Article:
plotnine.scales.scale_x_continuous

class plotnine.scales.scale_x_continuous(**kwargs)[source]

Continuous x position

Parameters:
breaks : array_like or callable, optional

Major break points. Alternatively, a callable that takes a tuple of limits and returns a list of breaks. Default is to automatically calculate the breaks.

expand : array_like, optional

Multiplicative and additive expansion constants that determine how the scale is expanded. If specified must of of length 2 or 4. Specifically the the values are of this order:

(mul, add)
(mul_low, add_low, mul_high, add_high)

If not specified, suitable defaults are chosen.

name : str, optional

Name used as the label of the scale. This is what shows up as the axis label or legend title. Suitable defaults are chosen depending on the type of scale.

labels : list or callable, optional

List of str. Labels at the breaks. Alternatively, a callable that takes an array_like of break points as input and returns a list of strings.

limits : array_like, optional

Limits of the scale. Most commonly, these are the min & max values for the scales. For scales that deal with categoricals, these may be a subset or superset of the categories.

na_value : scalar

What value to assign to missing values. Default is to assign np.nan.

palette : callable, optional

Function to map data points onto the scale. Most scales define their own palettes.

aesthetics : list, optional

list of str. Aesthetics covered by the scale. These are defined by each scale and the user should probably not change them. Have fun.

trans : str | function

Name of a trans function or a trans function. See mizani.transforms for possible options.

oob : function

Function to deal with out of bounds (limits) data points. Default is to turn them into np.nan, which then get dropped.

minor_breaks : list-like or int or callable or None

If a list-like, it is the minor breaks points. If an integer, it is the number of minor breaks between any set of major breaks. If a function, it should have the signature func(limits) and return a list-like of consisting of the minor break points. If None, no minor breaks are calculated. The default is to automatically calculate them.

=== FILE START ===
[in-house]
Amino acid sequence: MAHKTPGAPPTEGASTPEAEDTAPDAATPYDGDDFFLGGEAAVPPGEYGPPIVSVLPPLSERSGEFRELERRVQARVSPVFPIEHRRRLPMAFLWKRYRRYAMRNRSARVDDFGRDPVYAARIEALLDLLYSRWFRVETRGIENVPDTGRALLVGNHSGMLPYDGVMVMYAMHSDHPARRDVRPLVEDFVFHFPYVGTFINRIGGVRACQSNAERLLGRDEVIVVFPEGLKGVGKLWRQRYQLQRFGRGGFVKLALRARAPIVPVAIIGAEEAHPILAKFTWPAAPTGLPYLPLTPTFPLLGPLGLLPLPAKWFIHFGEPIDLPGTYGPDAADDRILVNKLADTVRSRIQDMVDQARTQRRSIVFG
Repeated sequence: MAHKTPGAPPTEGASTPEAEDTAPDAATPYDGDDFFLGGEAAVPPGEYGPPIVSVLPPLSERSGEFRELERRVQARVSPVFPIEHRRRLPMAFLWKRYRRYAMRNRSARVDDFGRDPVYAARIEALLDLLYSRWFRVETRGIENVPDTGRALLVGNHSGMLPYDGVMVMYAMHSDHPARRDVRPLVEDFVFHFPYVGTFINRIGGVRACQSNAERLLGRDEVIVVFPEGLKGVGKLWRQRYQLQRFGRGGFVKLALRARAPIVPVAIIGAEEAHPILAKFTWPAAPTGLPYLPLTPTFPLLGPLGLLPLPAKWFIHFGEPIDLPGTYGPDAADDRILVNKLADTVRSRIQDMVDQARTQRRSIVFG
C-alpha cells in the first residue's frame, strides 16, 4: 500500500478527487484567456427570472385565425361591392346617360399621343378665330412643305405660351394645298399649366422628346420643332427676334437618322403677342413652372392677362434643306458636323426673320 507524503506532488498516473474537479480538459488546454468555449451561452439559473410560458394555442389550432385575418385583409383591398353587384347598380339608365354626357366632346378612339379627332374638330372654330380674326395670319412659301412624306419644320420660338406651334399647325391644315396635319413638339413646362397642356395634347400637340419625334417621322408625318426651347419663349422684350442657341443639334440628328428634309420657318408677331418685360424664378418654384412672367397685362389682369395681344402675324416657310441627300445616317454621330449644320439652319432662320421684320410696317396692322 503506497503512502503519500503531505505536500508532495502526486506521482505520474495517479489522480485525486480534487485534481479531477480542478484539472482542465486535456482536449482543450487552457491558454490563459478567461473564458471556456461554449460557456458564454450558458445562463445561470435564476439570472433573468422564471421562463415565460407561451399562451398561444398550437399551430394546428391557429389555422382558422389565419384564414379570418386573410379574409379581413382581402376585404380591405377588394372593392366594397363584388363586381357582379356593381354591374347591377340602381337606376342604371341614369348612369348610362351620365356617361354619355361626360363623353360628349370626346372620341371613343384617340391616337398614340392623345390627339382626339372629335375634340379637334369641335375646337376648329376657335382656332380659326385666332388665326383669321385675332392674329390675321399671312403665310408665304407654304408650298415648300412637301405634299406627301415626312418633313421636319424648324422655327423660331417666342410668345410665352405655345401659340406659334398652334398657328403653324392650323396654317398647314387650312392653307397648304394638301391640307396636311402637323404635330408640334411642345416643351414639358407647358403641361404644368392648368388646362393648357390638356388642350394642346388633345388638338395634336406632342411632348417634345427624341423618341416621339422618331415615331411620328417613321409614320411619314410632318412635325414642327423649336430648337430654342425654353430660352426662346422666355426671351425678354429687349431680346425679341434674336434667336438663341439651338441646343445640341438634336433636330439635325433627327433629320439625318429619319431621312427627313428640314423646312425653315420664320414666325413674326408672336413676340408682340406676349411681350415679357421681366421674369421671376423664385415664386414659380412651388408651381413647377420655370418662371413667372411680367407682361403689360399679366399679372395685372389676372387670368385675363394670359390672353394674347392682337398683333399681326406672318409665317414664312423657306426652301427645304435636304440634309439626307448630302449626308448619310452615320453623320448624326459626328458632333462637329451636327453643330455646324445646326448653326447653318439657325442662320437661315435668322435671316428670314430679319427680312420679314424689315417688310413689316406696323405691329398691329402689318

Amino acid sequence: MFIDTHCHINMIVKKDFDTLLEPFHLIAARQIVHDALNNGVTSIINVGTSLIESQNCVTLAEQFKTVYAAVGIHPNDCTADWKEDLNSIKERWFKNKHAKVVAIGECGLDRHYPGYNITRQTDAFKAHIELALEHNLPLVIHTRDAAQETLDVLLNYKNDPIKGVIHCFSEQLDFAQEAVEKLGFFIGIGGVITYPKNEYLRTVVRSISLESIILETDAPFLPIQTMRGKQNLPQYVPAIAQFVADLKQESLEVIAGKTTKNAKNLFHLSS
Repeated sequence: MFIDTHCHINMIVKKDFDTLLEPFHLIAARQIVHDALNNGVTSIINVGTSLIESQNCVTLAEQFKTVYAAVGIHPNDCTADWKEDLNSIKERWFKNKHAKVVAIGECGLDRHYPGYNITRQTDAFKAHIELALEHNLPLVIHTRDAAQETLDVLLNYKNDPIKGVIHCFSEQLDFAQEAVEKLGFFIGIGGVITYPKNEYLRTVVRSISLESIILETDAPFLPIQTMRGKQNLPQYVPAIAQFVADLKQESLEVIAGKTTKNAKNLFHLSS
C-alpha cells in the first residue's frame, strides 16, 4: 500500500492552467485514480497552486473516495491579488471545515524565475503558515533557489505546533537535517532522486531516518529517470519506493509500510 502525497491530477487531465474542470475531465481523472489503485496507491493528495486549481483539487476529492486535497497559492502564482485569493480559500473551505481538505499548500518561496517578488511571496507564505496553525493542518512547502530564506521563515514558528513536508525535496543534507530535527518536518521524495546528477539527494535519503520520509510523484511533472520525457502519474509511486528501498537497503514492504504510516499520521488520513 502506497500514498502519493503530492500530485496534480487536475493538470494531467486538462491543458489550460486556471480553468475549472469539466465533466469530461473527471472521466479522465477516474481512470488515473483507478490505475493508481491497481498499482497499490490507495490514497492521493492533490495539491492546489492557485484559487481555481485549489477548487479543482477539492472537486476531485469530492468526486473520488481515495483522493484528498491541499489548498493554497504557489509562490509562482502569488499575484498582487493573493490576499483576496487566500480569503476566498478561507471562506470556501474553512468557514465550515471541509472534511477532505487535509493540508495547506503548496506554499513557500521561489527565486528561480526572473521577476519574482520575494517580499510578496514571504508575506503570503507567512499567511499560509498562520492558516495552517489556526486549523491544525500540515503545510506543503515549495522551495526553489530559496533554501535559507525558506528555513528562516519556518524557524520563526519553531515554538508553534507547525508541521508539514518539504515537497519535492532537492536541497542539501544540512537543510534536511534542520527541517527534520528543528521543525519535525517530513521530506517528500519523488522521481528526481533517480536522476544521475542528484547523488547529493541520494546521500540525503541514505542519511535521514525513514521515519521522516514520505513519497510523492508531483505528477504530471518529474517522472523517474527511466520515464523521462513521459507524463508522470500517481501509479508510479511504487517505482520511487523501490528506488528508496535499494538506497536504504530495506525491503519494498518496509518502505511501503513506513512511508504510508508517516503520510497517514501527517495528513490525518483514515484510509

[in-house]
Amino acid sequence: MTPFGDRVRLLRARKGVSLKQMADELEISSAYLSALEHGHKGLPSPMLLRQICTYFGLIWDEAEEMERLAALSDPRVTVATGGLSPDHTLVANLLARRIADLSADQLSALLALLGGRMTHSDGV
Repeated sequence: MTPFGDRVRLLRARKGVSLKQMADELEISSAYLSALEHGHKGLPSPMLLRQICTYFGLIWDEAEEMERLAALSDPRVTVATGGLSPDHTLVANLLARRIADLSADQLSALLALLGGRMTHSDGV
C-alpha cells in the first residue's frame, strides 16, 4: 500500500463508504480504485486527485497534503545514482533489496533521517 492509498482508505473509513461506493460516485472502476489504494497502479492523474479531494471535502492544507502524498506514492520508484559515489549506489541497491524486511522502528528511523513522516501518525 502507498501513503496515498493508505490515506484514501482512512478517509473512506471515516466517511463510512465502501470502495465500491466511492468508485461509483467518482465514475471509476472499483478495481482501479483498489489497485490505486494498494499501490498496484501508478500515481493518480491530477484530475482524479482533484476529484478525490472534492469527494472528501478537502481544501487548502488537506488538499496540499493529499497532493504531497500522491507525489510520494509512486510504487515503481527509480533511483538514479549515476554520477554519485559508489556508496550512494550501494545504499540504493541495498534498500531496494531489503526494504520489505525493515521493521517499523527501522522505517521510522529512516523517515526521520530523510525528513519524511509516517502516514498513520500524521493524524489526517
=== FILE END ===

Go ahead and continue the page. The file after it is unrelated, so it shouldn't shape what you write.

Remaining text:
rescaler : function, optional

Function to rescale data points so that they can be handled by the palette. Default is to rescale them onto the [0, 1] range. Scales that inherit from this class may have another default.

Examples

In [1]:
import numpy as np
import pandas as pd
from plotnine import *
from mizani.transforms import trans

Guitar Neck

Using a transformed x-axis to visualise guitar chords

The x-axis is transformed to resemble the narrowing width of frets on a 25.5 inch Strat. To do that we create custom transformation.

The key parts of any transform object are the transform and inverse functions.

In [2]:
class frets_trans(trans):
    """
    Frets Transformation
    """
    number_of_frets = 23               # Including fret 0
    domain = (0, number_of_frets-1)

    @staticmethod
    def transform(x):
        x = np.asarray(x)
        return 25.5 - (25.5 / (2 ** (x/12)))

    @staticmethod
    def inverse(x):
        x = np.asarray(x)
        return 12 * np.log2(25.5/(25.5-x))

    @classmethod
    def breaks_(cls, limits):
        # Fixed major breaks
        return cls.domain

    @classmethod
    def minor_breaks(cls, major, limits):
        # The major breaks as passed to this method are in transformed space.
        # The minor breaks are calculated in data space to reveal the
        # non-linearity of the scale.
        _major = cls.inverse(major)
        minor = cls.transform(np.linspace(*_major, cls.number_of_frets))
        return minor

The above transform is different from most in that, breaks and minor breaks do not change. This is common of very specialized scales. It can also be a key requirement when creating graphics for demontration purposes.

Some chord Data

In [3]:
# Notes: the 0 fret is an open strum, all other frets are played half-way between fret bars.
# The strings are 1:low E, 2: A, 3: D, 4: G, 5: B, 6: E
c_chord = pd.DataFrame({
    'Fret':   [0, 2.5, 1.5, 0, 0.5, 0],
    'String': [1, 2, 3, 4, 5, 6]
})

# Sequence based on the number of notes in the chord
c_chord['Sequence'] = list(range(1, 1+len(c_chord['Fret'])))

# Standard markings for a Stratocaster
markings = pd.DataFrame({
    'Fret':   [2.5, 4.5, 6.5, 8.5, 11.5, 11.5, 14.5, 16.5, 18.5, 20.5],
    'String': [3.5, 3.5, 3.5, 3.5, 2, 5, 3.5, 3.5, 3.5, 3.5]
})

Visualizing the chord

In [4]:
# Look and feel of the graphic
neck_color = '#FFDDCC'
fret_color = '#998888'
string_color = '#AA9944'

neck_theme = theme(
    figure_size=(10, 2),
    panel_background=element_rect(fill=neck_color),
    panel_grid_major_y=element_line(color=string_color, size=2.2),
    panel_grid_major_x=element_line(color=fret_color, size=2.2),
    panel_grid_minor_x=element_line(color=fret_color, size=1)
)

# The plot
(ggplot(c_chord, aes('Fret', 'String'))
 + geom_path(aes(color='Sequence'), size=3)
 + geom_point(aes(color='Sequence'), fill='#FFFFFF', size=3)
 + geom_point(data=markings, fill='#000000', size=4)
 + scale_x_continuous(trans=frets_trans)
 + scale_y_continuous(breaks=range(0, 7), minor_breaks=[])
 + guides(color=False)
 + neck_theme
)
../_images/scale_x_continuous_8_0.png
Out[4]:
<ggplot: (97654321012345679)>

Credit: This example was motivated by Jonathan Vitale who wanted to create graphics for a guitar scale trainer.